She couldn’t, of course, have stayed in Centropolis indefinitely. In time, that feeling of mounting energy would have driven her out in search of something that would test it.
But, when Galbraith’s letter came, it took her a little aback. Miss Gibbons had brought it in; because Rose, even then, didn’t go to the post-office. Miss Gibbons watched her tear open the big envelope addressed to Rose in the handwriting that always went with the California post-mark, and saw her take another unopened letter out of it. She saw the girl’s face set itself in a sudden gravity; watched her with a hungry misgiving, while she read the enclosure, and felt the misgiving mount to an unhappy certainty, when Rose put it away without comment.
But Rose wasn’t certain, or she felt that night when she went to bed that she was not. Galbraith’s letter frightened her a little. It was a dictated letter, very stiff, wholly businesslike. It offered to make her his personal assistant at a salary of fifty dollars a week. He summarized in rather formidable terms, what her duties would be. He wished her to report to him promptly, July first, and to telegraph him at her earliest convenience, whether she accepted his offer. There was no explanation of his long delay in sending for her.
Rose had no illusions as to what its acceptance would mean. It would mean gripping life again with the full strength of both hands. It would mean many anxious days and sleepless nights. It would mean spurring herself to a high degree of competency. You didn’t get fifty dollars a week for anything that was easy to do. She knew that now, by hard experience. And then the transplantation to New York would mean an end of the cool healing peace of her present life. Things would begin happening to her that she couldn’t foresee nor control. Feelings would begin happening to her; the kind of feelings that scorched and terrified you. They wouldn’t happen to her here in Centropolis.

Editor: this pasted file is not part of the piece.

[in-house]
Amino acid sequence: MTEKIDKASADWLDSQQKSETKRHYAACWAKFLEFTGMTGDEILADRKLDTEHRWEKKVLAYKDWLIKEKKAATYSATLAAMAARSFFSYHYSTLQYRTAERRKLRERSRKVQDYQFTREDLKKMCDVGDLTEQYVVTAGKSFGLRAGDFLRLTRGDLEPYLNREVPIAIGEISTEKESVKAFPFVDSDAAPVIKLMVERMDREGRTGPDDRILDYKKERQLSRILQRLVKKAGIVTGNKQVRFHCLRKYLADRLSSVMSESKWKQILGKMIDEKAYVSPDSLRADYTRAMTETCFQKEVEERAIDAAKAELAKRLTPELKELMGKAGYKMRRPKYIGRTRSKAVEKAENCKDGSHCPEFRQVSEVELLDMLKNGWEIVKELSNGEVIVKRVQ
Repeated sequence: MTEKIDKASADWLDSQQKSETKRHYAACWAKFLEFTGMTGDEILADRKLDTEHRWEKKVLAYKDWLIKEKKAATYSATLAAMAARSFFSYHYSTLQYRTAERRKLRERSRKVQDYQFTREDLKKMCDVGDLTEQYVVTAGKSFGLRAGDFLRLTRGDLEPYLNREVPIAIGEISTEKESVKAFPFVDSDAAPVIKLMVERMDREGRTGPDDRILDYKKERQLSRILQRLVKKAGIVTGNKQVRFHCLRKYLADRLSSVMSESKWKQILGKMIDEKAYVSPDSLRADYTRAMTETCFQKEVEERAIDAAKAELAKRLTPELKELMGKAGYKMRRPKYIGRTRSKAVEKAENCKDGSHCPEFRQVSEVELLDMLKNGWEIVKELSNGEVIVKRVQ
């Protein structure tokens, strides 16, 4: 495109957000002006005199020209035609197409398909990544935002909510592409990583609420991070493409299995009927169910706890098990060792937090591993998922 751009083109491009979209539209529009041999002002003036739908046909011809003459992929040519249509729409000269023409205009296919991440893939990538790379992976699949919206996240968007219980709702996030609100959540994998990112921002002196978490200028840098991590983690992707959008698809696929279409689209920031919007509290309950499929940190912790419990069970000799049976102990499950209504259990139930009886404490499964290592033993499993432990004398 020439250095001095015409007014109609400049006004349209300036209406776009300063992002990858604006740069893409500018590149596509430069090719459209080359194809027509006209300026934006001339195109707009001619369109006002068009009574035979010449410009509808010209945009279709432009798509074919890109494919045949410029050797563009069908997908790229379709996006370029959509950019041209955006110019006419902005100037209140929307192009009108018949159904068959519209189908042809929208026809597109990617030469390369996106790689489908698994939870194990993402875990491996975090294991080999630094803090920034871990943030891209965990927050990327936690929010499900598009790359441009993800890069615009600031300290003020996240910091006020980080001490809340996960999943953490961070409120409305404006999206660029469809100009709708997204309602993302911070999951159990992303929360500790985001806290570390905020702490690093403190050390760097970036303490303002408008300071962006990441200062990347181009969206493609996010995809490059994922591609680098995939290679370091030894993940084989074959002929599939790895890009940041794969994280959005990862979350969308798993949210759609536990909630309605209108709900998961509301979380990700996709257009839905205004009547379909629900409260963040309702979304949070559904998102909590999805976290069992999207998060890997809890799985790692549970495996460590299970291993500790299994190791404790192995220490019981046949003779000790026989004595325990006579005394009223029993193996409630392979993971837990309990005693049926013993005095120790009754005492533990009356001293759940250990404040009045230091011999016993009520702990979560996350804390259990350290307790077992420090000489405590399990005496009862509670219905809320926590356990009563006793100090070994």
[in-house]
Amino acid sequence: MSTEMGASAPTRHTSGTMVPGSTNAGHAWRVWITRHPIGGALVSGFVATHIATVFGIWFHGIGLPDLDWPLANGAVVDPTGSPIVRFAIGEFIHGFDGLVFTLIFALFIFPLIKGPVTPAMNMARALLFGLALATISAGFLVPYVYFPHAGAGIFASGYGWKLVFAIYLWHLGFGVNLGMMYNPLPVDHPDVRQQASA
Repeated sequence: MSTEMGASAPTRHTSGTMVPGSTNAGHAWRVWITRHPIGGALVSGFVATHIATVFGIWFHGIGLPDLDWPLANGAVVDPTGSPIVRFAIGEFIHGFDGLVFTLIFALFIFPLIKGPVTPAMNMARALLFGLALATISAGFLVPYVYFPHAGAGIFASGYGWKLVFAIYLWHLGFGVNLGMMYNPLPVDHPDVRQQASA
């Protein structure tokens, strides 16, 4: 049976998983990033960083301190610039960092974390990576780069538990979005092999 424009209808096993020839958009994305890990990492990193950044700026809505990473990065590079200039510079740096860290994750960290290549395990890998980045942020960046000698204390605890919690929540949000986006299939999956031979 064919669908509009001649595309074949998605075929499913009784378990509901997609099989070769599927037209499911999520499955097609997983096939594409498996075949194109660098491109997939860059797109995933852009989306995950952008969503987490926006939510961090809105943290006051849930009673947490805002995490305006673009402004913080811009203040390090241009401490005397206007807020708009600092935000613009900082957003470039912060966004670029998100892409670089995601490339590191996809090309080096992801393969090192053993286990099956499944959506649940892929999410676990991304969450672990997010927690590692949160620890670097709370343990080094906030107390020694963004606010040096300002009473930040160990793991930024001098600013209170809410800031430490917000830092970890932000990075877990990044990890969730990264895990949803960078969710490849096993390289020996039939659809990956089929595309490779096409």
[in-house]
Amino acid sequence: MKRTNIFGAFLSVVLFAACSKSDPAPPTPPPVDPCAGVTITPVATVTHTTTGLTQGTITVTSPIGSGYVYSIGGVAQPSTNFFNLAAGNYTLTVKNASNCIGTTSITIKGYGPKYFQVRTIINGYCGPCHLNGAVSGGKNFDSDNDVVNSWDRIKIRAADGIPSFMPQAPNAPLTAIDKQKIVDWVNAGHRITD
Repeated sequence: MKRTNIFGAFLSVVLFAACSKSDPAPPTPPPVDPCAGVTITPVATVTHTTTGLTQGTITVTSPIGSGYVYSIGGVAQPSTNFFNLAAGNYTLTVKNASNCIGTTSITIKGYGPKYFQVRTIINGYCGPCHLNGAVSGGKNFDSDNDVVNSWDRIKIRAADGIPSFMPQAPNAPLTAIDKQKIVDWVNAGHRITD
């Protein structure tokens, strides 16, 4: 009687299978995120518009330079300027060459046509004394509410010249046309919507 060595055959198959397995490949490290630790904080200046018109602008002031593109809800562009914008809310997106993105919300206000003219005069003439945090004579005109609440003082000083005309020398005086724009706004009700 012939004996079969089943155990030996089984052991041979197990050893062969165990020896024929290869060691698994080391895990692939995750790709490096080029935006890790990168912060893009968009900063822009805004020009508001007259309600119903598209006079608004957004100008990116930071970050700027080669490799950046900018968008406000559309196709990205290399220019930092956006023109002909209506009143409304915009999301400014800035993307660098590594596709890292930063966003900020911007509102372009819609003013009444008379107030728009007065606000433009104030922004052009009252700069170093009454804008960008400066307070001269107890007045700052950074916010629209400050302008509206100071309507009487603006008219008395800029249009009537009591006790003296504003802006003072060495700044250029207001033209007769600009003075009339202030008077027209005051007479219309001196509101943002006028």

She fell asleep that night under the persuasion that the thing wasn’t decided; that the safe, quiet, peaceful way was still open to her. But when she awakened in the morning, she knew it was not.
“I surmise,” said Miss Gibbons that morning at breakfast, “that you’re figuring to go away.”
Rose smiled and sighed. “I don’t know how you guess things like that,” she said, “but it’s true. I must be in New York on the first of July.”
“Well, the sooner the quicker,” said Miss Gibbons dryly. “You came all at once and I guess it’s just as well you should go the same way. I guess neither of us is sorry you came, and I hope you’ll never be sorry you went.”
That was her nearest approach to an affectionate farewell. Rose managed to express her affection and gratitude a little more adequately, but not much. “It isn’t the end of us, you know,” she concluded. “You’re coming to see me in New York.”
Miss Gibbons smiled with good-humored skepticism at that.